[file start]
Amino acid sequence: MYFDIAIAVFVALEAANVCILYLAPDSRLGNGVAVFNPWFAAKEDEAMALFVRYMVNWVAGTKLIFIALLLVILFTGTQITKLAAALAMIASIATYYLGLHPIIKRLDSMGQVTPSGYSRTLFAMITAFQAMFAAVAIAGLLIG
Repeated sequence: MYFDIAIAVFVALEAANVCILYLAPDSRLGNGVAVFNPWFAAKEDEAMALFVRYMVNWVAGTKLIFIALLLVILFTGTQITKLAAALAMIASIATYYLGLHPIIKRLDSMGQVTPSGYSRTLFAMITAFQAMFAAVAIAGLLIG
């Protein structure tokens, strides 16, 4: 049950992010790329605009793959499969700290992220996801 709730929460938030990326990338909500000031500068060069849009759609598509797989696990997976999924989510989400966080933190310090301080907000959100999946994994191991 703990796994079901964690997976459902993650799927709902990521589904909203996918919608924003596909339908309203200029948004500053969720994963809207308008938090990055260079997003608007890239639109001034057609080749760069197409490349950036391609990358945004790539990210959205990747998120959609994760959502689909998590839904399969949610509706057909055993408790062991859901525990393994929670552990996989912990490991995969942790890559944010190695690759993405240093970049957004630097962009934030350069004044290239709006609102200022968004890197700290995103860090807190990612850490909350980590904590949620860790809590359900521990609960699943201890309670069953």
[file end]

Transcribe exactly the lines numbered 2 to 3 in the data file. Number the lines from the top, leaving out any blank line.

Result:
Repeated sequence: MYFDIAIAVFVALEAANVCILYLAPDSRLGNGVAVFNPWFAAKEDEAMALFVRYMVNWVAGTKLIFIALLLVILFTGTQITKLAAALAMIASIATYYLGLHPIIKRLDSMGQVTPSGYSRTLFAMITAFQAMFAAVAIAGLLIG
């Protein structure tokens, strides 16, 4: 049950992010790329605009793959499969700290992220996801 709730929460938030990326990338909500000031500068060069849009759609598509797989696990997976999924989510989400966080933190310090301080907000959100999946994994191991 703990796994079901964690997976459902993650799927709902990521589904909203996918919608924003596909339908309203200029948004500053969720994963809207308008938090990055260079997003608007890239639109001034057609080749760069197409490349950036391609990358945004790539990210959205990747998120959609994760959502689909998590839904399969949610509706057909055993408790062991859901525990393994929670552990996989912990490991995969942790890559944010190695690759993405240093970049957004630097962009934030350069004044290239709006609102200022968004890197700290995103860090807190990612850490909350980590904590949620860790809590359900521990609960699943201890309670069953």